War of the Rebellion: Serial 084 Page 0676 LOUISIANA AND THE TRANS-MISSISSIPPI. Chapter LIII.

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You see, then, general, how difficult and unfortunate it is to take away any of the troops mentioned before they are replaced by others, and that even if taken away they consist of fragments of regiments and companies, some of whom are really not fit for service south, and are all very small in number. All the rest of the troops in the department (with the exception of companies Veteran Reserve Corps) are with Sully. As I have stated, he marched on the 18th of July from Fort Rice toward the Yellowstone, expecting to find the Indians somewhere on the way. He is doubtless now returning to Fort Rice. I has already determined as soon as he returned to send south the entire Eighth Regiment Minnesota Infantry, who are with him and mounted. They will return to Minnesota as rapidly as possible from Fort Rice, and will be immediately sent south. I will in addition send a force south equal at least in number to the regiment rebel deserters being sent me, probably more. If Sully is as successful as there is little doubt he will be, I shall send from this department in addition to the Eighth Minnesota Infantry the Sixth Iowa Cavalry and the Thirtieth Wisconsin Infantry. A large part of these can be sent, I have no doubt, from Saint Paul and Sioux City by the last of September, nearly if not quite as soon as I could send for and bring in to Saint Paul the detachments first mentioned.

All the transportation in the department is now with Sully, with very small exception, and the great difficulty will be to get the troops you are sending to the frontier. I will do all I can to hurry up matters. God knows, general, how glad I would be to send every man in this department either to General Grant or General Sherman, where I know that more men are needed, and I regret as much as my man can that I am compelled to make this report. I will do all that is possible in the case.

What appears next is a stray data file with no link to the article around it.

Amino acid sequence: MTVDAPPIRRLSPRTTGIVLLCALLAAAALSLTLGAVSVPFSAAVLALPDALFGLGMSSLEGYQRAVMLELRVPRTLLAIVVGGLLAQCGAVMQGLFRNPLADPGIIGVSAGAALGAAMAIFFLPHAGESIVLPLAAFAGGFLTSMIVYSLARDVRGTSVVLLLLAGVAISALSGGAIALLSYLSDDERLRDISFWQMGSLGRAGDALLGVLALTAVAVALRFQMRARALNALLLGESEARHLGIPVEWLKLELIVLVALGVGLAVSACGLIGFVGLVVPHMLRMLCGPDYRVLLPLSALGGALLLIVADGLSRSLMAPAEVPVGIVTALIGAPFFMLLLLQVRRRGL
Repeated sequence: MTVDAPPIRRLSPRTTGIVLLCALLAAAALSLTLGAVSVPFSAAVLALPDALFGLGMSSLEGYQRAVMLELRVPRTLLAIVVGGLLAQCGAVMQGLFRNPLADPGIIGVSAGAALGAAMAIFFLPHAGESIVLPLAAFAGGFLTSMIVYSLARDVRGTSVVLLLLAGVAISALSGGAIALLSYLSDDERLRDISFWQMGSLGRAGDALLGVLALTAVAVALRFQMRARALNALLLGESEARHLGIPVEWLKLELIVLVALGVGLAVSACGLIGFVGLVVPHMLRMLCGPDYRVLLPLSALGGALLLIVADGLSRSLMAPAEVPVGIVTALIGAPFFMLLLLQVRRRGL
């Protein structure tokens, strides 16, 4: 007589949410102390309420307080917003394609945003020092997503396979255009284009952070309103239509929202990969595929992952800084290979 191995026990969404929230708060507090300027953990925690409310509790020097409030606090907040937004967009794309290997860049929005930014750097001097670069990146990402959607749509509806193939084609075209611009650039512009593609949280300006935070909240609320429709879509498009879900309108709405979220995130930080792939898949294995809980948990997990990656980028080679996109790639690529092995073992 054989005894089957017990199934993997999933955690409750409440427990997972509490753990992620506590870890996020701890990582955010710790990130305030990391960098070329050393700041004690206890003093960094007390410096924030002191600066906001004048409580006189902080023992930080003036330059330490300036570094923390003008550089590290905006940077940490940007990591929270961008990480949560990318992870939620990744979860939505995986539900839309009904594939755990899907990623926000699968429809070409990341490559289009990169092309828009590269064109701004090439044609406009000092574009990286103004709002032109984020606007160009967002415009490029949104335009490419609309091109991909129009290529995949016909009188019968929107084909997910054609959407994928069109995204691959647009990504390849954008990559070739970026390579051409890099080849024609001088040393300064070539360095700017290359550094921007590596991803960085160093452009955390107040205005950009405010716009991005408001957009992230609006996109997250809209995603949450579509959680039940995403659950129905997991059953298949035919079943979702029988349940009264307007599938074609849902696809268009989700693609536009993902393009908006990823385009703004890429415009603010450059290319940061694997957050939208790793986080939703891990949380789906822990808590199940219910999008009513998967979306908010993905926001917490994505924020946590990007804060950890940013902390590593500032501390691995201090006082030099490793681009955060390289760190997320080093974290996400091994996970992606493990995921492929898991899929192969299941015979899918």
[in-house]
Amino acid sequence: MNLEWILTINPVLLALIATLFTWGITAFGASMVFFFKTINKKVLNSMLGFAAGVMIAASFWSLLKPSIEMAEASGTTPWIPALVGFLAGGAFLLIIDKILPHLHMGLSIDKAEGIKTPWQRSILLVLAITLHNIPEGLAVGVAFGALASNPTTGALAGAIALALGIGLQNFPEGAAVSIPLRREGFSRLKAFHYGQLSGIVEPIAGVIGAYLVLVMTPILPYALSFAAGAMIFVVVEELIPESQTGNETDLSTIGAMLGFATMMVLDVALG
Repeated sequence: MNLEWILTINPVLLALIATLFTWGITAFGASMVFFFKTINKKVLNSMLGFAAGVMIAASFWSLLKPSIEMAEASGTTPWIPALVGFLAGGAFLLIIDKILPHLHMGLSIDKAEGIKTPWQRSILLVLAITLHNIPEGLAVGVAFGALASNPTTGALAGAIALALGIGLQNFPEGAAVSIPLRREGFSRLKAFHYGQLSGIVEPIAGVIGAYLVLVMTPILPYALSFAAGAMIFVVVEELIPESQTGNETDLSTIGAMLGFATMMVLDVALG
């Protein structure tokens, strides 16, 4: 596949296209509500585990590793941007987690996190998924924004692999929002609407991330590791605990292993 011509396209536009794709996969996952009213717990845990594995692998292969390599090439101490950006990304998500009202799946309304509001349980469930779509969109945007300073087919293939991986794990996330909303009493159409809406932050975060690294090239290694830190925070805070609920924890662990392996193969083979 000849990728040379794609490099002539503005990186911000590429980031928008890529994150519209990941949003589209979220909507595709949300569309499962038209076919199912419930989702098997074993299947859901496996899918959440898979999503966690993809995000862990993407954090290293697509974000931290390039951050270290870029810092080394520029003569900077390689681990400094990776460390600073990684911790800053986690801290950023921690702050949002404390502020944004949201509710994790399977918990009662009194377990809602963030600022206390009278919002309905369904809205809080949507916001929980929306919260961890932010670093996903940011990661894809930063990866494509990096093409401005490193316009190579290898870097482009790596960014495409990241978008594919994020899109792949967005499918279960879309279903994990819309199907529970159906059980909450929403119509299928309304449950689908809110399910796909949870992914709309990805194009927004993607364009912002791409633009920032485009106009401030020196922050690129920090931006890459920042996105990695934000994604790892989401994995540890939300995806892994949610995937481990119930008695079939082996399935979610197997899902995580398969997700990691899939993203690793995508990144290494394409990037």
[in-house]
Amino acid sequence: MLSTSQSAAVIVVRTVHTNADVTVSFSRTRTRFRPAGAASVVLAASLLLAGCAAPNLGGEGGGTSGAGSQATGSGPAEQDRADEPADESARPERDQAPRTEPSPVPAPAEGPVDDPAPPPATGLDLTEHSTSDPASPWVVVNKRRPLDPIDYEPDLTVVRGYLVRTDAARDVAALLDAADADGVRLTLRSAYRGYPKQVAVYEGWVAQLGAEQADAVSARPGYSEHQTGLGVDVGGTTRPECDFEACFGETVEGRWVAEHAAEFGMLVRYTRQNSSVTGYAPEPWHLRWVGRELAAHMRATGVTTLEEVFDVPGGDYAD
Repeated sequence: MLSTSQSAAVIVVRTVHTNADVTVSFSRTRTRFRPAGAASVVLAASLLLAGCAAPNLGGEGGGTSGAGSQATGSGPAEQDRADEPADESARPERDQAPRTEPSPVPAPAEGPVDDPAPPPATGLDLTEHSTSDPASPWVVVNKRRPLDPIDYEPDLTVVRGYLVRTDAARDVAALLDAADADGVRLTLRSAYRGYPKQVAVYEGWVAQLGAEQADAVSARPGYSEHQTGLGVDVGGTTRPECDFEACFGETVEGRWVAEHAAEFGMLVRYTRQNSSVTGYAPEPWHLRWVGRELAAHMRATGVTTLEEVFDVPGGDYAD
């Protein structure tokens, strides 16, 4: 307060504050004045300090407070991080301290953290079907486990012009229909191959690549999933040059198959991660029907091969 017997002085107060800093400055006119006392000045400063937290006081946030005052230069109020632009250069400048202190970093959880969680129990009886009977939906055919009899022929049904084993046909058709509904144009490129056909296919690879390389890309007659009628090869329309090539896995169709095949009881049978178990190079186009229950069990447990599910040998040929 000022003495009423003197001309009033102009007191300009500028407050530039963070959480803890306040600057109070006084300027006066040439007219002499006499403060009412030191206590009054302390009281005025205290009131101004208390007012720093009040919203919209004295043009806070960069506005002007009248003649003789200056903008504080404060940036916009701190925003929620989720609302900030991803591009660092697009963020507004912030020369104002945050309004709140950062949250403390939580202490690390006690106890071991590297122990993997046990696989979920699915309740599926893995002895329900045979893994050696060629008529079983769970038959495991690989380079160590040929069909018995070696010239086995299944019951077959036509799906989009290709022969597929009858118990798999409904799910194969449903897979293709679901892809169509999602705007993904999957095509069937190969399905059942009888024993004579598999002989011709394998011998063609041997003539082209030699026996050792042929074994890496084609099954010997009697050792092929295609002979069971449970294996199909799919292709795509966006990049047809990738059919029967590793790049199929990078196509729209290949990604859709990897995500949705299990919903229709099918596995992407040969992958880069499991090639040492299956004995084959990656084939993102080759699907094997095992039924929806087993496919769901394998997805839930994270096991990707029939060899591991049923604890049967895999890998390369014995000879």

I am, general, respectfully, your obedient servant,


Major-General, Commanding.


Saint Paul, Minn., August 12, 1864.

Major General JOHN POPE,


GENERAL: In the critical and complicated state of our Indian relations, I have the honor to offer for your consideration certain facts and suggestions, with reference to the present condition and the future of the savages embraced within this district, which may be of some value to the Government in determining the policy to be adopted:

The number of these Indians is, including men, women, and children, approximately as follows: Remnant of the Madewakanton, Wahpaton, and Sisseton Sioux, who participated more or less actively in the outbreak of 1862, not including the prisoners at Davenport, Iowa, and those removed to the Missouri Reservation, 450 lodges, containing 2,700; bands of Yanktonais in the region of Devil's Lake, 1,000 lodges, 6,000; Sisseton Sioux and Cut-Heads, who did not join in the massacres of 1862, and who are generally inclined to peace, 200 lodges, 1,200; aggregate of the several bands of Chippewas in Minnesota, 6,900; total, 16,800. Estimating one warrior to each five individuals, which is about a fair ration, you will perceive that there are on the Minnesota frontier, or within striking distance of it, nearly 3,500 warriors, of whom about 1,800 are now actively hostile, 250 desirous of